I think we’re taking about the same thing. What I’m claiming is that, in addition to this bodily sensation there is another aspect of feeling which is not concrete, not bodily and not a sensation

    You're clearly not talking about the same thing.

    Janus set out a criterion that does not include the 'aspect of feeling' that you've set out.

    I'm curious what this other 'aspect of feeling' could possibly be if it's a bodily sensation that is not concrete, not bodily, and not a sensation. Looks like nonsense to me.
  • Darkneos
    234
    This topic always gives me a headache.
  • creativesoul
    10.6k
    Some of them made serious mistakes. I'll grant you that readily.Pie

    All of them have...

    ...gotten human thought and belief, meaning, and/or truth wrong. Not all positions are wrong in the exact same way. Just to be clear. Some are wrong about the origen/nature of meaning, some are wrong about the origen/nature of truth, others are wrong about human thought and belief. All of them have gotten meaningful human experience wrong as a result.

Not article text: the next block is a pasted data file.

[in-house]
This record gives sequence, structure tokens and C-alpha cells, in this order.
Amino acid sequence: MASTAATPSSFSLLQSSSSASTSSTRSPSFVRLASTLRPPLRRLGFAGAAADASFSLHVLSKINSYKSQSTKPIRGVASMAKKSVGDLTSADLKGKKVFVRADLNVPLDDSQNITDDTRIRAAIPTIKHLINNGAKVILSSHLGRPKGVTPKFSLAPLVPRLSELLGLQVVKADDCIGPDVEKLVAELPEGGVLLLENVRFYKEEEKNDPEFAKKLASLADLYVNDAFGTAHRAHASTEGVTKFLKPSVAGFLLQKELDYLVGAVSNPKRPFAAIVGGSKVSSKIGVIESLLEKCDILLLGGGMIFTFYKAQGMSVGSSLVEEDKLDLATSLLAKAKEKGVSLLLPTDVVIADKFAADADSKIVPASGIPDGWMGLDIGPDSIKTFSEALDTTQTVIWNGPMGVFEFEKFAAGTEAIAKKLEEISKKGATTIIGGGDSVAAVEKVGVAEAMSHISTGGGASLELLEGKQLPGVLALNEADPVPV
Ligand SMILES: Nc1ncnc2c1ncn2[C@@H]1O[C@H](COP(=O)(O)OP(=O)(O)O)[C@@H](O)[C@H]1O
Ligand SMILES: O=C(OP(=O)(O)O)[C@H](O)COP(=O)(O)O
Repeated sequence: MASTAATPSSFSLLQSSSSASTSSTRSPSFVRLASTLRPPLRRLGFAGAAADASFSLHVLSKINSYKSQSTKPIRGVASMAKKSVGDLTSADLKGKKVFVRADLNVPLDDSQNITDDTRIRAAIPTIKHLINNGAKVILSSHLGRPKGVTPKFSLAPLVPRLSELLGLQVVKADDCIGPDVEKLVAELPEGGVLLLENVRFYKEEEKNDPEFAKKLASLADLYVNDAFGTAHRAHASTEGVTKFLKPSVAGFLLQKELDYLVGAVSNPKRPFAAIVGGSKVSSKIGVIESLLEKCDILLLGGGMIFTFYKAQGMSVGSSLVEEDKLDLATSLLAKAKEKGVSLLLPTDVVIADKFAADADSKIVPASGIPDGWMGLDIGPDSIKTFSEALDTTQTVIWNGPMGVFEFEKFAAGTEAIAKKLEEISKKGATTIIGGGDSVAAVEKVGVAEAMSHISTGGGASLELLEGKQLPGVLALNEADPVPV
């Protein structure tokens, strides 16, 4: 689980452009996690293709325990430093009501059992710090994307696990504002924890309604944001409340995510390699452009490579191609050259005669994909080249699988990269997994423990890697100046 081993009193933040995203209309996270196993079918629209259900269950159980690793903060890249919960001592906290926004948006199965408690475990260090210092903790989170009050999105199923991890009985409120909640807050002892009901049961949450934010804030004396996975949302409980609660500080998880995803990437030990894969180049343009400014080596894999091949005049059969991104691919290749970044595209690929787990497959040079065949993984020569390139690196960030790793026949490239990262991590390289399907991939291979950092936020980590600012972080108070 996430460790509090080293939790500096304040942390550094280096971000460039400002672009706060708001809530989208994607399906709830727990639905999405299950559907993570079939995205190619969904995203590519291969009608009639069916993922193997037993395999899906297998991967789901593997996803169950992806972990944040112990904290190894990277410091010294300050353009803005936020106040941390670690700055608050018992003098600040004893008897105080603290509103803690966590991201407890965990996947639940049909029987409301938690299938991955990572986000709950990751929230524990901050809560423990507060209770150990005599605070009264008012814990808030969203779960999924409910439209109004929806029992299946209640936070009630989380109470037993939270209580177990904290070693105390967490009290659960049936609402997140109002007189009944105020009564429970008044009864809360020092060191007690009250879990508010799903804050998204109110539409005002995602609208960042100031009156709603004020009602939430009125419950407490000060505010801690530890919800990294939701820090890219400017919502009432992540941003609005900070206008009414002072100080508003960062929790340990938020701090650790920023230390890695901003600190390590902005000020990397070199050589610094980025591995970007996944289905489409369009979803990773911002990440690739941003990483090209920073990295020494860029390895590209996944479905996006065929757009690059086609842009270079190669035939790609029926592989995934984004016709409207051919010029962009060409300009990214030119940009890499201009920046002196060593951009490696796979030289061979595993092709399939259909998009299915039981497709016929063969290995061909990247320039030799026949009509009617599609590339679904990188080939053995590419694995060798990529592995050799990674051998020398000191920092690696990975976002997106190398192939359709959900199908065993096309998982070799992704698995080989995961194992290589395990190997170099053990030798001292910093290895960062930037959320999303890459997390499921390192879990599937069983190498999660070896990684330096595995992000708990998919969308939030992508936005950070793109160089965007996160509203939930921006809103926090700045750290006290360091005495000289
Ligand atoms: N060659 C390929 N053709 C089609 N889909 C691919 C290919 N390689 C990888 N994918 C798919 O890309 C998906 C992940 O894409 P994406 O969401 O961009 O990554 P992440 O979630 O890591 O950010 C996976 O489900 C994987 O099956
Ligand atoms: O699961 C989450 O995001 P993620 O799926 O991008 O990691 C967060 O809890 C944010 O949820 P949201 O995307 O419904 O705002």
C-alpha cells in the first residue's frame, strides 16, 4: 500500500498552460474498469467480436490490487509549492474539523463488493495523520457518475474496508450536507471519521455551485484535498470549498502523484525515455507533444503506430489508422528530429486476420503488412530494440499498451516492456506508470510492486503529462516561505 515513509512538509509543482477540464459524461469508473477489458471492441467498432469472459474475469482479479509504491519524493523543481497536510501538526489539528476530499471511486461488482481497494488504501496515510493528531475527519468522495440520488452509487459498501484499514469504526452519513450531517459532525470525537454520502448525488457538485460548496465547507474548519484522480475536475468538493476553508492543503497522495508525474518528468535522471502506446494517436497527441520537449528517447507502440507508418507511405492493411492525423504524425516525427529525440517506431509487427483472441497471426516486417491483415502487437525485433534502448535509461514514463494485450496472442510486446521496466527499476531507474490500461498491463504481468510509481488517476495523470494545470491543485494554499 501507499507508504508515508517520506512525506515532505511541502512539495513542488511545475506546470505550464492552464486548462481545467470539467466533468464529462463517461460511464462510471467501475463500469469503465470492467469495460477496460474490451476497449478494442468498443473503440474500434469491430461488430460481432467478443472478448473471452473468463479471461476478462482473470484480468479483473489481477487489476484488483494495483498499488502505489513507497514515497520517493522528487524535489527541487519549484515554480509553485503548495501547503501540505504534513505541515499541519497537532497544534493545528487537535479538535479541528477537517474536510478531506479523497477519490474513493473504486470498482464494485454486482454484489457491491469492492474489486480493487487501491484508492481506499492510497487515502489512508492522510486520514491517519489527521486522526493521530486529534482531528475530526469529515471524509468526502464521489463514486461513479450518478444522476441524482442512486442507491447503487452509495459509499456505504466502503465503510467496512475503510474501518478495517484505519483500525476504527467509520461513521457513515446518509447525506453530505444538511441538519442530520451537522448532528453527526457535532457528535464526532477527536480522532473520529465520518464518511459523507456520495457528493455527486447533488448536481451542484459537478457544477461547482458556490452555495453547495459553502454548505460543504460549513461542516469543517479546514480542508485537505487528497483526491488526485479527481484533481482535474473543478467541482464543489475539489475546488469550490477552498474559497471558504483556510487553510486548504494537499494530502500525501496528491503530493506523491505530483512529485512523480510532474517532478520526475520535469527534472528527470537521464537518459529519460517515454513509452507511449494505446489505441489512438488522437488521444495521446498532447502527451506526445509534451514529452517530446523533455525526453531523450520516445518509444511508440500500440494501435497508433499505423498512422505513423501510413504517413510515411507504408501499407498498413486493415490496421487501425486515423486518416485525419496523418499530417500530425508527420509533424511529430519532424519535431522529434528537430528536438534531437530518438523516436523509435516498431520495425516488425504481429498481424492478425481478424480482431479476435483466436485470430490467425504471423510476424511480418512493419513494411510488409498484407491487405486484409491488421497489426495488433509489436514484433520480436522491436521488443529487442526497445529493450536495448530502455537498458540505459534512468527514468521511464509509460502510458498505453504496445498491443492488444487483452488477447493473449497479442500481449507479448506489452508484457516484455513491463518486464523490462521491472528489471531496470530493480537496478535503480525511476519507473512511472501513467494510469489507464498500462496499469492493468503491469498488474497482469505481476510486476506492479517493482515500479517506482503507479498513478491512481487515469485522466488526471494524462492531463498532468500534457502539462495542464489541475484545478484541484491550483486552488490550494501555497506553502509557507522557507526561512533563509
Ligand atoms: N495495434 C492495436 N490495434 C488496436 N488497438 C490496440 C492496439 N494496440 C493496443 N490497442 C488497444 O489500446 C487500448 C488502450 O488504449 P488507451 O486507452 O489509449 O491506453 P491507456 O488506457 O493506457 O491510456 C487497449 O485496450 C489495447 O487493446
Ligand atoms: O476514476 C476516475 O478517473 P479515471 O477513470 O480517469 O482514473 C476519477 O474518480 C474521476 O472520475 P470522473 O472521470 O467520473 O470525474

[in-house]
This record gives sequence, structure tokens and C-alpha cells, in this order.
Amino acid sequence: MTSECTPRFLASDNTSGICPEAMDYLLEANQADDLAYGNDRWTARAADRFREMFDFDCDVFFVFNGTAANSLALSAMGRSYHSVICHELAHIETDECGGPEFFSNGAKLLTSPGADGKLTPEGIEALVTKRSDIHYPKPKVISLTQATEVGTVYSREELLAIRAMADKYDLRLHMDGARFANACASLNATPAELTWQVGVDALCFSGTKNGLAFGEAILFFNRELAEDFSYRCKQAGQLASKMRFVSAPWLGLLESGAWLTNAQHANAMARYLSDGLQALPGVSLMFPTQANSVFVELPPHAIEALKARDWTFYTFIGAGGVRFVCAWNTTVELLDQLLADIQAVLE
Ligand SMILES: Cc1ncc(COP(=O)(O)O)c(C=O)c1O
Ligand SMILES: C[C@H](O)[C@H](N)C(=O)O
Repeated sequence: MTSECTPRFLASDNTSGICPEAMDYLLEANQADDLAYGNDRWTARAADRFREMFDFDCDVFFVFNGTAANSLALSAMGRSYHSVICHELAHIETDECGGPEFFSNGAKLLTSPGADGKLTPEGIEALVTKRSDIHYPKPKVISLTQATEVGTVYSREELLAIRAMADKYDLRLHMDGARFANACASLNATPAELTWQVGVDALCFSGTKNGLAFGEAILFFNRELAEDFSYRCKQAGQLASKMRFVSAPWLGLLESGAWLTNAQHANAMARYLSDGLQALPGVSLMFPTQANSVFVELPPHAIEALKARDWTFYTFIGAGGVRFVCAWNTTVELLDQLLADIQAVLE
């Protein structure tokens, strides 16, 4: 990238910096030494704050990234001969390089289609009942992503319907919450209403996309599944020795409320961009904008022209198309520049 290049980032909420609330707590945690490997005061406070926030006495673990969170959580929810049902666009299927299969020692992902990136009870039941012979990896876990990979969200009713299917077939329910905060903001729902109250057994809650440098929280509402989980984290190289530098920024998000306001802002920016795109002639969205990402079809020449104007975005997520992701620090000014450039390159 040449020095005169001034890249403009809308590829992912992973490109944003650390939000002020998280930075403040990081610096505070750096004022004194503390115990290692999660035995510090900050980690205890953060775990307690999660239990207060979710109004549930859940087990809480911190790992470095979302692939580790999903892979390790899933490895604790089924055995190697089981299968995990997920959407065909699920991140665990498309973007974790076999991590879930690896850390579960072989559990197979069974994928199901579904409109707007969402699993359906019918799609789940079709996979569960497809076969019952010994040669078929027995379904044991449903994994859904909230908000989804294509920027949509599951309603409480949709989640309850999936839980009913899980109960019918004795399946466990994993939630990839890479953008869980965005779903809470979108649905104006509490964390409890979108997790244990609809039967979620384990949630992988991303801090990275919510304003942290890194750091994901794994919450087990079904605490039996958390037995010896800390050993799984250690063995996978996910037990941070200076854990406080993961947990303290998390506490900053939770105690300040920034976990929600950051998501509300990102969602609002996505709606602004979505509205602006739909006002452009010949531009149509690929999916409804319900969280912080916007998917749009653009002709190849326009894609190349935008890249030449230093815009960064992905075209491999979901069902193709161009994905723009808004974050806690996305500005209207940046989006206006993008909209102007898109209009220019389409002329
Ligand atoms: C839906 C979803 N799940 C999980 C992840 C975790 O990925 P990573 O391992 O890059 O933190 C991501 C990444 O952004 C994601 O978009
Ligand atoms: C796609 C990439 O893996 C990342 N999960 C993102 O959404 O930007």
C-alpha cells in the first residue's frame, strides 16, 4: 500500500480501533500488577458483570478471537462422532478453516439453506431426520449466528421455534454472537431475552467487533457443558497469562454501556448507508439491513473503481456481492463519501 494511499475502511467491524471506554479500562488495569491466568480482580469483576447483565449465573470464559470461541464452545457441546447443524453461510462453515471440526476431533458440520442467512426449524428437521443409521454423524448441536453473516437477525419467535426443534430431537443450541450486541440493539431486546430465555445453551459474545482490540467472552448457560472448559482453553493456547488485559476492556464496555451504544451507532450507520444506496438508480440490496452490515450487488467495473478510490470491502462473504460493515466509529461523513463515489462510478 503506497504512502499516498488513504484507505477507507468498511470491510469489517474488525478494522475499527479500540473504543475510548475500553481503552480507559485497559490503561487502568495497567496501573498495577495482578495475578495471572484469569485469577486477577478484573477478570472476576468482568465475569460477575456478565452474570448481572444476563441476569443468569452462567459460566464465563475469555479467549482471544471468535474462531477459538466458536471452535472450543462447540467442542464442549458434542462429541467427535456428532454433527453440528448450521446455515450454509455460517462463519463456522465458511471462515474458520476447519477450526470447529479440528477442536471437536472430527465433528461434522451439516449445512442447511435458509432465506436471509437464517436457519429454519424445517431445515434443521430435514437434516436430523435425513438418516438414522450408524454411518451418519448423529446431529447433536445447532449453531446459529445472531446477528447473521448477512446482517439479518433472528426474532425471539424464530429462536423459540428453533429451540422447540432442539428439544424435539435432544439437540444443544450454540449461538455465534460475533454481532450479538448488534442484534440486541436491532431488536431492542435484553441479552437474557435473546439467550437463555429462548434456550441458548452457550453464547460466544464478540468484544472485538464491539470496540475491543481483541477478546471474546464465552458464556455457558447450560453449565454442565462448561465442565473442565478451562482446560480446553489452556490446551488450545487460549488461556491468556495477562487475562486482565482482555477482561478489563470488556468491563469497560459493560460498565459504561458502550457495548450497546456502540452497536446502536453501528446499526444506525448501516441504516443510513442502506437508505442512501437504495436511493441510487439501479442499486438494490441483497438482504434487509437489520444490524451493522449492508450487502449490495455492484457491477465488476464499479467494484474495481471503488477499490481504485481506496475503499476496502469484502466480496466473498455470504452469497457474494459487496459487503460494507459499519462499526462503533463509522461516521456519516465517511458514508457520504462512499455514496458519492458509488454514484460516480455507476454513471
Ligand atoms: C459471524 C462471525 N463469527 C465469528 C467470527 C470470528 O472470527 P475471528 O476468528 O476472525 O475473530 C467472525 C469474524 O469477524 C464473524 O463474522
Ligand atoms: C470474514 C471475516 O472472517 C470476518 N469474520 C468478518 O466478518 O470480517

There are all sorts of underlying problems stemming from overestimating the appropriate usefulness of dichotomous frameworks such as subject/object, subjective/objective, mind/body, internal/external, subject/world, individual/world, self/other, real/imaginary, real/fiction, etc. In addition to that, the very notion of proposition has led us even further astray.

    Epistemology(JTB) suffered blows that it has yet to have recovered from(Russell's clock, and Gettier's paper). The failure of recovery is as a result of treating propositions as though they are equivalent to belief to begin with. They are not. Those problems were fostered, were made possible, by virtue of working from an emaciated notion of thought and belief to begin with. They are easily dissolved within an adequate account of meaningful human thought and belief.